1740: 13 George 2 c. 7: An act for naturalizing such foreign protestants, and others therein mentioned, as are settled, or shall settle, in any of his Majesty’s colonies in America.
WHEREAS the increase of people is a means of advancing the wealth and strength of any nation or country: and whereas many foreigners and strangers from the lenity of our government, the purity of our religion, the benefit of our laws, the advantages of our trade, and the security of our property, might be induced to come and settle in some of his Majesty’s colonies in America, if they were made partakers of the advantages and privileges which the natural born subjects of this realm do enjoy; be it therefore enacted by the King’s most excellent majesty, by and with the advice and consent of the lords spiritual and temporal, and commons, in this present parliament assembled, and by the authority of the same,
[Foreigners living 7 years in any of our colonies, to be deemed natives, on taking the oaths, &c.]
That from and after the first day of June, in the year of our Lord one thousand seven hundred and forty, all persons born out of the ligeance of his Majesty, his heirs or successors, who have inhabited and resided, or shall inhabit or reside, for the space of seven years or more, in any of his Majesty’s colonies in America, and shall not have been absent out of some of the said colonies for a longer space than two months at any one time during the said seven years, and shall take and subscribe the oaths, and make, repeat, and subscribe the declaration appointed by an act made in the first year of the reign of his late Majesty King George the First, intituled, An act for the further security of his Majesty’s person and government, and the succession of the crown in the heirs of the late Princess Sophia, being protestants; and for extinguishing the hopes of the pretended prince of Wales, his open and secret abettors;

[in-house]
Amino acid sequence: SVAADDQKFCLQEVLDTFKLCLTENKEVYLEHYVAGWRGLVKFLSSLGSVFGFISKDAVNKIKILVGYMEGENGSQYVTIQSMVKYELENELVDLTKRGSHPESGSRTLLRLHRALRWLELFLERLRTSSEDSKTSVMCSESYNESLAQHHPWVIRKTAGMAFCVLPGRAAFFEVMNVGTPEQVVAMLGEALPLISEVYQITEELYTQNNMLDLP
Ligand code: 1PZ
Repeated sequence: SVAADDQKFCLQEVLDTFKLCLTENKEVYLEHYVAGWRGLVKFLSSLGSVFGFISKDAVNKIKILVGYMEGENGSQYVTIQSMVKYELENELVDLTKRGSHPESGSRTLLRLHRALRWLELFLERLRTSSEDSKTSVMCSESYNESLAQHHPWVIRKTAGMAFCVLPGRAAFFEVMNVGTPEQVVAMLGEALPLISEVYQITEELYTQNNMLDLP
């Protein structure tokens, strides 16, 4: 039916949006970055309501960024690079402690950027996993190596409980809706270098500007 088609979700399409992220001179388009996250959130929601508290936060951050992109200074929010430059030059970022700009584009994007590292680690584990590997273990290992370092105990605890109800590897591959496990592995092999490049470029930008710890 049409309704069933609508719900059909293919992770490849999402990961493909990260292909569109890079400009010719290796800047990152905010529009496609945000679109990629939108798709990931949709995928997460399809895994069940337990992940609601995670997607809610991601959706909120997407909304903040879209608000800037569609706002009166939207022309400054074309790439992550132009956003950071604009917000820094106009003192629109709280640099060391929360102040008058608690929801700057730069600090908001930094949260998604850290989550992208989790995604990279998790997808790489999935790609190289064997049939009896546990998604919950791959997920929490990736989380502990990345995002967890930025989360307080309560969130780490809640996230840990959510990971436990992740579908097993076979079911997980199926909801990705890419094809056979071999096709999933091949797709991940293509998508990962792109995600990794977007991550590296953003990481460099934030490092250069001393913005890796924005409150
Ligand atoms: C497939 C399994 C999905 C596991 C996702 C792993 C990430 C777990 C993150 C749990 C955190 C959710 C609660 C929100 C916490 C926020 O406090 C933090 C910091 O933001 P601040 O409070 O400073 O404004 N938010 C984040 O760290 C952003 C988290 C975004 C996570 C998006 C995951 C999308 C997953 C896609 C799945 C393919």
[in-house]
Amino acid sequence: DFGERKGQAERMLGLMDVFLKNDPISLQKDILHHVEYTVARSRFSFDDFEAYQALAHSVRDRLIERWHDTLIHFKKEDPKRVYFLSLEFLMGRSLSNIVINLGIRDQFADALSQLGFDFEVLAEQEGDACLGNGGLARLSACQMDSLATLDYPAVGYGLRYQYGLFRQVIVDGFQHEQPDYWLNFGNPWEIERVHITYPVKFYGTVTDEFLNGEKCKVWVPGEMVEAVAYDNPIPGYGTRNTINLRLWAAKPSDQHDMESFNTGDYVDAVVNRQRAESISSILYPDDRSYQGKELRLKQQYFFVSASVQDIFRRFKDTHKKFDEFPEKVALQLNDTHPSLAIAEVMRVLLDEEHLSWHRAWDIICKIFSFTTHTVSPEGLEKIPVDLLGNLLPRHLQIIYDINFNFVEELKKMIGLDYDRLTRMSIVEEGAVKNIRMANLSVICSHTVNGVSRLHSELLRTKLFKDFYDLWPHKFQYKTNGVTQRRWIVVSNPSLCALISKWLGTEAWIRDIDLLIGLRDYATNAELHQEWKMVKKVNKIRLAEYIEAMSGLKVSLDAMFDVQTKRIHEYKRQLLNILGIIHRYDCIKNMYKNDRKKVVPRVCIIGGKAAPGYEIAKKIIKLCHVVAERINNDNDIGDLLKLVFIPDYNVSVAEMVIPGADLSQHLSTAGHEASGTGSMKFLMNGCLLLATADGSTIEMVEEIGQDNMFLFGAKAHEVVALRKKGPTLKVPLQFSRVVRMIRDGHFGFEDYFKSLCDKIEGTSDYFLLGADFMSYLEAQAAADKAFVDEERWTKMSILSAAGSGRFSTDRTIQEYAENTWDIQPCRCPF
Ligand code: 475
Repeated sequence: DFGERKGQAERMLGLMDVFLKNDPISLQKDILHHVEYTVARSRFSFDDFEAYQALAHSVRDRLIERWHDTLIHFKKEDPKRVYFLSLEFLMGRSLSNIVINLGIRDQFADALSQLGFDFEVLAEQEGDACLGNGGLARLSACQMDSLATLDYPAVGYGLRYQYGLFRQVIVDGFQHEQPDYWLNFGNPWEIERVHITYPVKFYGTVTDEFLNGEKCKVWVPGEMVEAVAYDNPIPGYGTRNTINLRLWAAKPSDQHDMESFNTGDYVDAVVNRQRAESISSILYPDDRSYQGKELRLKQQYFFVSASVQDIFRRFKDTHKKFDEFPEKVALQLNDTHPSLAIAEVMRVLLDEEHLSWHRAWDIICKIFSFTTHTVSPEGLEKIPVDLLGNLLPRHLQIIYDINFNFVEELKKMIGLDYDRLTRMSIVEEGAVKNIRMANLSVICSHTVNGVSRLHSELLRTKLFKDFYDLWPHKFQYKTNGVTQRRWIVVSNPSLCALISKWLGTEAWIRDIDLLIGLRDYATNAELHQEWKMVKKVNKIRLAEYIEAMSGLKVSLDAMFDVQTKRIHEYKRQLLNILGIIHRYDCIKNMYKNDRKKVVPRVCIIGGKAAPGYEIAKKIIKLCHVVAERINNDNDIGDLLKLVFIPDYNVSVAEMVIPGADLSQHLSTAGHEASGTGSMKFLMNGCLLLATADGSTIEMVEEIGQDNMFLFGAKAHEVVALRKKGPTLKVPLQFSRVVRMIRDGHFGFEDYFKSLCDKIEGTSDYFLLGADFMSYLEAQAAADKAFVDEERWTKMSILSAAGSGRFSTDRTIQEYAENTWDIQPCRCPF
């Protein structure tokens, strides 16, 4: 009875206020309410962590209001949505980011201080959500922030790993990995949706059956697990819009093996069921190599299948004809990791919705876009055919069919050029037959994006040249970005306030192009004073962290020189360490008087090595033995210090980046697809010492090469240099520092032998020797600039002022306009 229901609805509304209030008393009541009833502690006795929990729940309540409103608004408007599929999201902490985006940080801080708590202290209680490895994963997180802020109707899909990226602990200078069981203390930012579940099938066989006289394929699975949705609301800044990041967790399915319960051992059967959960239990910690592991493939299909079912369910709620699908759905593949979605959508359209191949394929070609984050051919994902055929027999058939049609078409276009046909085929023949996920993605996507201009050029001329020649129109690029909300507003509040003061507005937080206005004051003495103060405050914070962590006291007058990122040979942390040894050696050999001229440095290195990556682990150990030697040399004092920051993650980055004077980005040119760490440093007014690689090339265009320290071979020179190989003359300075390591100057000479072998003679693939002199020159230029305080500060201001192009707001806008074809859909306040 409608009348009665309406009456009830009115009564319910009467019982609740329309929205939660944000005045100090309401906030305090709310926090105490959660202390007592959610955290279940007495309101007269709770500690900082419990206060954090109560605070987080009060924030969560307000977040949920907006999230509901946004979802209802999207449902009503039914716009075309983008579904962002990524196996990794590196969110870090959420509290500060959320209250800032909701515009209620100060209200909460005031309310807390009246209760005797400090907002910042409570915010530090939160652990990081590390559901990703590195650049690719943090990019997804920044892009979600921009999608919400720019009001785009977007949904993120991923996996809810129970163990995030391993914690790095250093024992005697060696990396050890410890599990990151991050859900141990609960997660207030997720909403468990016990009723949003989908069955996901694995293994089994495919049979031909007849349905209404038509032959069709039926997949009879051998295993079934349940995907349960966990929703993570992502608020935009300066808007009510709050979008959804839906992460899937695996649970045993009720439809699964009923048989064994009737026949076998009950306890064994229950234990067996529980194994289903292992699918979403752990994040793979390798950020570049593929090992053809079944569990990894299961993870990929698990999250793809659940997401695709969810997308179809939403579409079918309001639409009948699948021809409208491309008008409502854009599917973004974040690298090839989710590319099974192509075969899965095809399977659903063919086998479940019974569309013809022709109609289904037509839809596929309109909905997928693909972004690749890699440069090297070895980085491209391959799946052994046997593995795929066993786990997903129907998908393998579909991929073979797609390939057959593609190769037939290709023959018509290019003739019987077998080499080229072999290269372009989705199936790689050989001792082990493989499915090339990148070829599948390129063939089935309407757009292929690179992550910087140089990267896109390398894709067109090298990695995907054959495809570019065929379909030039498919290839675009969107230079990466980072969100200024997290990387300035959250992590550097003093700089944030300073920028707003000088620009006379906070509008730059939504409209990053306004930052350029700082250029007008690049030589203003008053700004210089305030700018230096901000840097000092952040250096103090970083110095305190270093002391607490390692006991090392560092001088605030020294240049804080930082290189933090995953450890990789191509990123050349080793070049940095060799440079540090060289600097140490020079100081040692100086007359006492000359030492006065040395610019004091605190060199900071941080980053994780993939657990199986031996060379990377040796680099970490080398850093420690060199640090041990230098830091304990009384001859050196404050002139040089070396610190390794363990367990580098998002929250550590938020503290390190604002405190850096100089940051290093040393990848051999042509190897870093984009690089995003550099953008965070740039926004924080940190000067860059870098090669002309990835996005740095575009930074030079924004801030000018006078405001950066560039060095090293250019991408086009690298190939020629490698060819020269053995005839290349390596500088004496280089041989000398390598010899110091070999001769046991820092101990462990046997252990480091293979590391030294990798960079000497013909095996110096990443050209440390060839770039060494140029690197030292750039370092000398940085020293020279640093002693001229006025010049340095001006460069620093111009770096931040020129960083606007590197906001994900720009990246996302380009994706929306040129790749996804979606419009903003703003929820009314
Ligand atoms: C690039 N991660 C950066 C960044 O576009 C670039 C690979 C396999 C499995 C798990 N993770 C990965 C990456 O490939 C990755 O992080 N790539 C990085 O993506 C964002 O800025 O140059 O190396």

[Quakers to subscribe the declaration of fidelity, &c.]
or being of the people called Quakers, shall make and subscribe the declaration of fidelity, and take and affirm the effect of the abjuration oath, appointed and prescribed by an act made in the eighth year of the reign of his said late Majesty, intituled, An act for granting the people called Quakers, such forms affirmation or declaration, as may remove the difficulties which many of them lie under; and also make and subscribe the profession of his christian belief, appointed and prescribed by an act made in the first year of the reign of their late majesties King William and Queen Mary, intituled, An act for exempting their Majesties protestant subjects from the penalties of certain laws; before the chief judge, or other judge of the colony wherein such persons respectively have so inhabited and resided, or shall so inhabit and reside, shall be deemed, adjudged, and taken to be his Majesty’s natural born subjects of this kingdom, to all intents, constructions, and purposes, as if they, and every of them, had been or were born within this kingdom; which said oath or affirmation and subscription of the said declarations respectively the chief judge or other judge of every of the said respective colonies is hereby enabled and impowered to administer and take; and the taking and subscribing of every such oaths or formation, and the making, repeating, and subscribing of every such declaration, shall be before such chief judge or other judge, in open court, between the hours of nine and twelve in the forenoon; and shall be entered in the same court, and also in the secretary’s office of the colony wherein such person shall so inhabit and reside:
[Entries to be made in books to be kept for publick inspection.]